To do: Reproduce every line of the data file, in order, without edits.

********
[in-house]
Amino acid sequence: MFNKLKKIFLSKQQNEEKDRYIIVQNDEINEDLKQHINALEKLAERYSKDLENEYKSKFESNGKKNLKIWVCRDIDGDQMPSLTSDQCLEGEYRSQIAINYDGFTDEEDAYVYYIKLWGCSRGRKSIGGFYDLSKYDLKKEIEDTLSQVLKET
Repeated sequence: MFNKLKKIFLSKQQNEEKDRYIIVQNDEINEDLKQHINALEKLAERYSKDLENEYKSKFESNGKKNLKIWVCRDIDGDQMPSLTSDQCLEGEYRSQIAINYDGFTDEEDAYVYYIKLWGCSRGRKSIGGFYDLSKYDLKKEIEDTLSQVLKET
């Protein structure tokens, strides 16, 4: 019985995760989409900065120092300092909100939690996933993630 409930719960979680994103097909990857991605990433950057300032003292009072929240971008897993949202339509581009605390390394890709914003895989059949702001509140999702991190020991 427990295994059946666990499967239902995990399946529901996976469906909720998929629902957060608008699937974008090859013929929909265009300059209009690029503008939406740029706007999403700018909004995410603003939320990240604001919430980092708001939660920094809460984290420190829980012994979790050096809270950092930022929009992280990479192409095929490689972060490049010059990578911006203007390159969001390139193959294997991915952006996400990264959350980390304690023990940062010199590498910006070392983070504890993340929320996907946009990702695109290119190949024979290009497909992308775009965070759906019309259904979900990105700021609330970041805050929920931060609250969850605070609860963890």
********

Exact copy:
[in-house]
Amino acid sequence: MFNKLKKIFLSKQQNEEKDRYIIVQNDEINEDLKQHINALEKLAERYSKDLENEYKSKFESNGKKNLKIWVCRDIDGDQMPSLTSDQCLEGEYRSQIAINYDGFTDEEDAYVYYIKLWGCSRGRKSIGGFYDLSKYDLKKEIEDTLSQVLKET
Repeated sequence: MFNKLKKIFLSKQQNEEKDRYIIVQNDEINEDLKQHINALEKLAERYSKDLENEYKSKFESNGKKNLKIWVCRDIDGDQMPSLTSDQCLEGEYRSQIAINYDGFTDEEDAYVYYIKLWGCSRGRKSIGGFYDLSKYDLKKEIEDTLSQVLKET
């Protein structure tokens, strides 16, 4: 019985995760989409900065120092300092909100939690996933993630 409930719960979680994103097909990857991605990433950057300032003292009072929240971008897993949202339509581009605390390394890709914003895989059949702001509140999702991190020991 427990295994059946666990499967239902995990399946529901996976469906909720998929629902957060608008699937974008090859013929929909265009300059209009690029503008939406740029706007999403700018909004995410603003939320990240604001919430980092708001939660920094809460984290420190829980012994979790050096809270950092930022929009992280990479192409095929490689972060490049010059990578911006203007390159969001390139193959294997991915952006996400990264959350980390304690023990940062010199590498910006070392983070504890993340929320996907946009990702695109290119190949024979290009497909992308775009965070759906019309259904979900990105700021609330970041805050929920931060609250969850605070609860963890």